In 2011, the Green Party lost all six seats in Dáil Éireann. It meant it lost State funding and had to start from scratch.

In this year's general election it won 12 seats, which made it the fourth largest party.

And now, nearly five months on, it has become a coalition partner with Fianna Fáil and Fine Gael.

From zeros to heroes - how did the Greens do it?

The story of the party's track record in national politics began in 1989 when it won its first seat as Roger Garland was elected a TD on an environmental agenda.

The numbers doubled by 1997 with the election of Trevor Sargent and John Gormley, who would both go on to serve as leaders of the party.

By 2007, the Green Party had returned six TDs and went into coalition with Bertie Ahern's Fianna Fáil, a decision that ultimately led to the wipeout of the party's support.

The party was blamed at the ballot box in 2011 for being complicit in the financial collapse, which led to a bailout by the Troika.

John Gormley and Eamon Ryan

Gerard Howlin, a former advisor to Bertie Ahern, said Eamon Ryan and John Gormley, who had ministerial positions in that coalition, were 'stalwarts' of that government who "took extremely difficult decisions for a mess they had no role in making".

He said it has been the "longest, loneliest road back for Eamon Ryan" and that the party's comeback took a huge personal commitment from him.

It was at the party headquarters - a nondescript building on Suffolk Street - that the new leader paid the bills and quietly planned for the future.

Mr Howlin said it helped that Mr Ryan had been seen as a competent minister, but that it was really the growth of climate change and environmental issues in the public consciousness that was the rising tide for him to gain the successes he did.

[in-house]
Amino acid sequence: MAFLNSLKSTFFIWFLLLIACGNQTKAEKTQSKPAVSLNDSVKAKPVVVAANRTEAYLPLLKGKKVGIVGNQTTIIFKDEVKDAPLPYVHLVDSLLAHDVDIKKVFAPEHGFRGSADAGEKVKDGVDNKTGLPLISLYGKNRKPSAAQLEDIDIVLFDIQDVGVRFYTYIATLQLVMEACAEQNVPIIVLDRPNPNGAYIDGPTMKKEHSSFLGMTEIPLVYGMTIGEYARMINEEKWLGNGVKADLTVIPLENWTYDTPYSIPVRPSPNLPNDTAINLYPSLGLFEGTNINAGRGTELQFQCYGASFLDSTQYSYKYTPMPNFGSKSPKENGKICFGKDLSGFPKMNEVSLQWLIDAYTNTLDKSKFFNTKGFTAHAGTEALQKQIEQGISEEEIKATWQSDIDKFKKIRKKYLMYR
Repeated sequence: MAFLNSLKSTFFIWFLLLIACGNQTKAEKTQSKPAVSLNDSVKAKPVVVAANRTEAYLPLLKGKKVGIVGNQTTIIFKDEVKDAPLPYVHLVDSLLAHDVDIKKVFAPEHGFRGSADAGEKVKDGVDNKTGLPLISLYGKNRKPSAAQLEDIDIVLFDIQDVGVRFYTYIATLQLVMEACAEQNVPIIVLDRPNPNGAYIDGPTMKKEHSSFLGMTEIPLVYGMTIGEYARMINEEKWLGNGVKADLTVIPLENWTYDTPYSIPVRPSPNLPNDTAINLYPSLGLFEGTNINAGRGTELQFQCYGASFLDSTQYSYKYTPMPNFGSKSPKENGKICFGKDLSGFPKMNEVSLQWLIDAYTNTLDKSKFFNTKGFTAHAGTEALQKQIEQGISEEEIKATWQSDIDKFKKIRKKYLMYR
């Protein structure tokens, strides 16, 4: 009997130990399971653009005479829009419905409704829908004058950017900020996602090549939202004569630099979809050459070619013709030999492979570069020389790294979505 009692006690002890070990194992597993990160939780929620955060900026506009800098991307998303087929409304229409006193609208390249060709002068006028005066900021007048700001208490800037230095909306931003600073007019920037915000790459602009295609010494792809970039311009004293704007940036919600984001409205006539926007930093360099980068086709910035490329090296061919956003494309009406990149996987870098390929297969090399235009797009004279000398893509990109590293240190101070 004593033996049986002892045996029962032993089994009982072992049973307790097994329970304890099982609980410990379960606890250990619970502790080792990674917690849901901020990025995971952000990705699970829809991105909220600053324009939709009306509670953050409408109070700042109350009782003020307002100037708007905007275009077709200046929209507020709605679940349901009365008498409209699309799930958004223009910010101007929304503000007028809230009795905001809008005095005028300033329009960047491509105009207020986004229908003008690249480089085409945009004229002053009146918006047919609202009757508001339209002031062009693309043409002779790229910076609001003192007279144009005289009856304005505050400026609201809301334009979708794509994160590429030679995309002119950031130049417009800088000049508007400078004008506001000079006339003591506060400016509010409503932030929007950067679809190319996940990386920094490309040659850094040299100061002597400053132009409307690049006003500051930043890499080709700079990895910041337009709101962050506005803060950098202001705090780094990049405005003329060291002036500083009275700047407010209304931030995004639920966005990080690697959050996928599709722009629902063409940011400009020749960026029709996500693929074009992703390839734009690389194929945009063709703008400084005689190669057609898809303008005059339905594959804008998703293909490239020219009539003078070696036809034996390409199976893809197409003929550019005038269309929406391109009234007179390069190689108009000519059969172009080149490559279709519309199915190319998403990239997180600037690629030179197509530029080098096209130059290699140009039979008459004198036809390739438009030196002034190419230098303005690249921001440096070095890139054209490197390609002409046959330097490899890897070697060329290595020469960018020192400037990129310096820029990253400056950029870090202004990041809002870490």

In 2016, Eamon Ryan won back his seat back in Dublin Bay South, alongside his colleague Catherine Martin, who took the Green party's second seat in the 32nd Dáil for Dublin Rathdown.

Further success came last year, as the party rode the so-called 'Green Wave', the political revolution that saw numerous green candidates win electoral success across Europe.

The Green Party in Ireland gained 59 council seats, two MEPs and a third TD in the following by-election in November.

This was in the midst of the schools strike for climate, started by Swedish school girl Greta Thunberg. It was described as the largest global climate protest in history.

Thousands of pupils took to the streets of towns and cities around the country calling on the Government to commit to immediate and substantial climate action.

The environment dominated the national conversation as public awareness rose about plastics being recycled, food waste and sustainable energy.

Patrica McKenna, former Green Party MEP, said the party was bound to have success this year and that she hoped they have "learned their lesson from 2007" when it formed a coalition with Fianna Fáil.

At that time she warned the party not to go into government and said the Greens would be "wiped out" at the subsequent election.

Ms McKenna is more hopeful this time around.

She said: "At the moment they have a much stronger hand, they have double the seats and are working with two parties as opposed to one which should help."

With Eamon Ryan taking his party back from the brink, and back into government, he now faces a further battle – for his position as leader.

Deputy leader Catherine Martin is challenging him with the election taking place on 22 July.

So, after the weeks and days of negotiating and voting, there's more to do for the party.

Will Eamon Ryan be commended for his tenure with another stint? Or is it time for the first female leader to take over?

The next few weeks will be a historic period for the Green Party.